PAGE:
A great summer’s evening entertainment, and oh, by the way, it’s free with the price of admission. For $25 people can come in the morning for the Scottish athletic events, stay in the afternoon for the fiddling and musical performances, grab a tasty dinner in one of the many food concessions and then continue the evening entertained by one of the finest outdoor concerts that can be found anywhere.
Whether it’s your first Games or your 71st, the Friday night Tattoo and Concert will be a highlight of your stay. More information can be found at glengarryhighlandgames.com.
Glengarry Celtic Bands Take Over Games Entertainment
Fans of Glengarry’s great celtic bands won’t have to travel too far to see them all gathered in one place. This year’s Games will highlight your favorites in the Metcalfe Centre and the Tent over the two days. On Friday, entertainment starts in the afternoon with a variety of local entertainment in the Metcalfe Centre including the Glengarry Girls Choir who have performed all over the region and beyond including the Antigonish Highland Games and Upper Canada Village’s Alight at Night. The entertainment really heats up after the Tattoo with Stewart’s Glen featuring Paddy Kelly and fiddler Ashley Macleod in the Metcalfe Centre while over in the Tent, Fridge Full of Empties shares the evening with Bang on the Ear.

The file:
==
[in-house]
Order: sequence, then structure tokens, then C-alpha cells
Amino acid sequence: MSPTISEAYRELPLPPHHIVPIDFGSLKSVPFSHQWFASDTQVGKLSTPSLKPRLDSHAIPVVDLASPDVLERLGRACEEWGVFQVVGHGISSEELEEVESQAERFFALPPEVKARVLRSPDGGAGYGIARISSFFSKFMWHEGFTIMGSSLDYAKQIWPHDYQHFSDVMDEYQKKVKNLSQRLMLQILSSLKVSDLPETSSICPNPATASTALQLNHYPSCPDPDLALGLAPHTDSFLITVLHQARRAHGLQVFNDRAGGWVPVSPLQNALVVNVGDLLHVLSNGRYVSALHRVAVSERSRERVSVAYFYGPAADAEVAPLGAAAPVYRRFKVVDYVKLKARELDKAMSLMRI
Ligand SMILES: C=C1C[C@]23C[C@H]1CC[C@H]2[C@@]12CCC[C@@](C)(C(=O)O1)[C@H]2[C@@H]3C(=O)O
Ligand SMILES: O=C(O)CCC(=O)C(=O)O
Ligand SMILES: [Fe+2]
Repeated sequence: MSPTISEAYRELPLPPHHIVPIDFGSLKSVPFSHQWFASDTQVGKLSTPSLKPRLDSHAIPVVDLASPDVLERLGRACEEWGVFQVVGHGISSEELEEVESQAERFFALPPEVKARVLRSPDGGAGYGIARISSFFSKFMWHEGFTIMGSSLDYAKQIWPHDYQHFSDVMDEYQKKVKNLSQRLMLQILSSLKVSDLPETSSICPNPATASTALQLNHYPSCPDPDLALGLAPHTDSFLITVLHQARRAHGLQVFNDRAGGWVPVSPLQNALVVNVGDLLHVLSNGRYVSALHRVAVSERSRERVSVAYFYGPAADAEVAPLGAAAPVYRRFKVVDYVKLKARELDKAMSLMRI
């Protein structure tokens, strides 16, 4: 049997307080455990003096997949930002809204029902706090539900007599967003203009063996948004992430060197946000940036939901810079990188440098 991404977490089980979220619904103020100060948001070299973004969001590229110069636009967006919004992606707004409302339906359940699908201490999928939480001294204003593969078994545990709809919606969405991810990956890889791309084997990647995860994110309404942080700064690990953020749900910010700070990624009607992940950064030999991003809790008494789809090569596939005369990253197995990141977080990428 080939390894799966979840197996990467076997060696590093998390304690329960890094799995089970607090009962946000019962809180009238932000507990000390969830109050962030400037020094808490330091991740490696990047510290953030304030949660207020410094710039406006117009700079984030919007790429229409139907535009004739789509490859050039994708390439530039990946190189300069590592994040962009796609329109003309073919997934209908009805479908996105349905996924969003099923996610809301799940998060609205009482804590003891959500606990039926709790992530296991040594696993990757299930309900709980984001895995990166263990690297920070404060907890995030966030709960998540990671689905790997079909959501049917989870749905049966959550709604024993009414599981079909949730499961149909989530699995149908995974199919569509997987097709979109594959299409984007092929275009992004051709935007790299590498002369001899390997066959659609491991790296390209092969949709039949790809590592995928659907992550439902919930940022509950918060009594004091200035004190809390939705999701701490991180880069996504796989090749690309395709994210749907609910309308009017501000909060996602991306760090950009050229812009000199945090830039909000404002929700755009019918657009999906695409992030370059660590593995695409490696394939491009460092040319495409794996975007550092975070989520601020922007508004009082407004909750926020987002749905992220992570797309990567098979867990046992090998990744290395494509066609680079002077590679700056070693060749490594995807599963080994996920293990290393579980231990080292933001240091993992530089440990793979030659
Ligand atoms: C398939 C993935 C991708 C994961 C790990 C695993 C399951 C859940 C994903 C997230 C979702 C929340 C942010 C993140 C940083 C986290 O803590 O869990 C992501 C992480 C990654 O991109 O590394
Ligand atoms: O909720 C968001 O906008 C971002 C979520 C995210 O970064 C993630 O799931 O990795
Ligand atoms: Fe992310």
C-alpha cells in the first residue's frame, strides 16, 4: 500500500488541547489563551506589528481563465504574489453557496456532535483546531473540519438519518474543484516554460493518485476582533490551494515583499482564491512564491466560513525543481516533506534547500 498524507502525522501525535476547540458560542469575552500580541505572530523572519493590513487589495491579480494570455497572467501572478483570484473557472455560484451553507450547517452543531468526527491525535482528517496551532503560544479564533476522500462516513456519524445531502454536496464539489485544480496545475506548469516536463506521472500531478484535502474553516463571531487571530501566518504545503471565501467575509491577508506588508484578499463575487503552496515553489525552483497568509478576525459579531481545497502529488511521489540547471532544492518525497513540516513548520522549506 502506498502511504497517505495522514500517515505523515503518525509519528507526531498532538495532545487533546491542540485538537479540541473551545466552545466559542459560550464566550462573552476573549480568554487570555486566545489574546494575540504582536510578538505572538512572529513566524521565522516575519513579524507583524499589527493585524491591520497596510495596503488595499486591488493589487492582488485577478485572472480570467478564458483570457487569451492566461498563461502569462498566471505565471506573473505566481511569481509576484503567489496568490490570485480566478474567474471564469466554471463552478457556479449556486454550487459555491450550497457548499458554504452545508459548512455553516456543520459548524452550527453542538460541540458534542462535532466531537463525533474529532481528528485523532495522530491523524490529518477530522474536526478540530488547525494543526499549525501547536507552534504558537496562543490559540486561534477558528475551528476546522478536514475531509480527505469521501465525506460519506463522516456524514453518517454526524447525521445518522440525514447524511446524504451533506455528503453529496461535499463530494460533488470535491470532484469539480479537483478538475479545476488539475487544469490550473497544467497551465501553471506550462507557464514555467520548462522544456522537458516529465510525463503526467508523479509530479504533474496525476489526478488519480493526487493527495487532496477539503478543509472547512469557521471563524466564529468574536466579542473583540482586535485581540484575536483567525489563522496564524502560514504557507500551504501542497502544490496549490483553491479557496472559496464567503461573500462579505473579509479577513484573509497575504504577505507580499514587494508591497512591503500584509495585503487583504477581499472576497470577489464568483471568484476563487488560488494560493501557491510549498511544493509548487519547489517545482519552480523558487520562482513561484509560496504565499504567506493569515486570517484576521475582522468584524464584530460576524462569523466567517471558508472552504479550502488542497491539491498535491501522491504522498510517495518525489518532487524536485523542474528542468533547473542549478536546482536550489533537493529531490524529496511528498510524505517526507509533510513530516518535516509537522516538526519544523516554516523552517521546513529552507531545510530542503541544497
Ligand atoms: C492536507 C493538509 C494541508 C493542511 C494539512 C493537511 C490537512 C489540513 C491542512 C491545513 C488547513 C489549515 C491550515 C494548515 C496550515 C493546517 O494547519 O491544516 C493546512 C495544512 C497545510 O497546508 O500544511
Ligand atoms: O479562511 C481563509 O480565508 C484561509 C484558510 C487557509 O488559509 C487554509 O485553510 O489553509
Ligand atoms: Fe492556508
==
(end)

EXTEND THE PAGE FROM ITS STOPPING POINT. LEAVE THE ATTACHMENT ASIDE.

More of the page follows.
Saturday is wall-to-wall celtic music beginning at 2 pm and finishing at 10pm. The Tents have a lively lineup starting with Brandy n’ Port, then headliners Steel City Rovers, followed by Bang on the Ear and Fridge Full of Empties after the massed bands. The Metcalfe Centre presents more of Glengarry’s favourites with Bob & Ducky kicking off the lineup followed by Neil Emberg’s Trio, The Brigadoons and Brandy n’ Port. A real Glengarry ceilidh with all of the groups finishes off the evening starting right after the massed bands. This summer on Aug. 3 and 4, the best lineup of celtic music to be found anywhere is right here in your own backyard. See you at the Games and don’t forget your dancing shoes.